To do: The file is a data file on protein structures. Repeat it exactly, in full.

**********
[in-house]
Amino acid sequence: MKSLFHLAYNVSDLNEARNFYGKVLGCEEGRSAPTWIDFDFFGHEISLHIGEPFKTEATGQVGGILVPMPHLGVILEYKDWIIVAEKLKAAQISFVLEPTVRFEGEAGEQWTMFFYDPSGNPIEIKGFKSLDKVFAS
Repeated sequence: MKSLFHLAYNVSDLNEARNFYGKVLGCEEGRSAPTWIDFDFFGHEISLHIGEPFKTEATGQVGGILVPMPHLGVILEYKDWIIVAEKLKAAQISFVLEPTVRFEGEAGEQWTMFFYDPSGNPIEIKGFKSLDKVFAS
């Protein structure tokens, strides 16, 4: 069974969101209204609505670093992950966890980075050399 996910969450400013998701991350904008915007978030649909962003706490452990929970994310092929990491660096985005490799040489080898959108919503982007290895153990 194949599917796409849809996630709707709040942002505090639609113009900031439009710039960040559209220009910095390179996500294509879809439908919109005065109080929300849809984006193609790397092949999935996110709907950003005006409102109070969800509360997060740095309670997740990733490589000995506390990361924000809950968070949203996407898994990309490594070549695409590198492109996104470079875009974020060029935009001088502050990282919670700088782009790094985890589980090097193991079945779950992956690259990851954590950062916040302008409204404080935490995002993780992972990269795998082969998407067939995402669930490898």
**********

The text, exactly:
[in-house]
Amino acid sequence: MKSLFHLAYNVSDLNEARNFYGKVLGCEEGRSAPTWIDFDFFGHEISLHIGEPFKTEATGQVGGILVPMPHLGVILEYKDWIIVAEKLKAAQISFVLEPTVRFEGEAGEQWTMFFYDPSGNPIEIKGFKSLDKVFAS
Repeated sequence: MKSLFHLAYNVSDLNEARNFYGKVLGCEEGRSAPTWIDFDFFGHEISLHIGEPFKTEATGQVGGILVPMPHLGVILEYKDWIIVAEKLKAAQISFVLEPTVRFEGEAGEQWTMFFYDPSGNPIEIKGFKSLDKVFAS
């Protein structure tokens, strides 16, 4: 069974969101209204609505670093992950966890980075050399 996910969450400013998701991350904008915007978030649909962003706490452990929970994310092929990491660096985005490799040489080898959108919503982007290895153990 194949599917796409849809996630709707709040942002505090639609113009900031439009710039960040559209220009910095390179996500294509879809439908919109005065109080929300849809984006193609790397092949999935996110709907950003005006409102109070969800509360997060740095309670997740990733490589000995506390990361924000809950968070949203996407898994990309490594070549695409590198492109996104470079875009974020060029935009001088502050990282919670700088782009790094985890589980090097193991079945779950992956690259990851954590950062916040302008409204404080935490995002993780992972990269795998082969998407067939995402669930490898």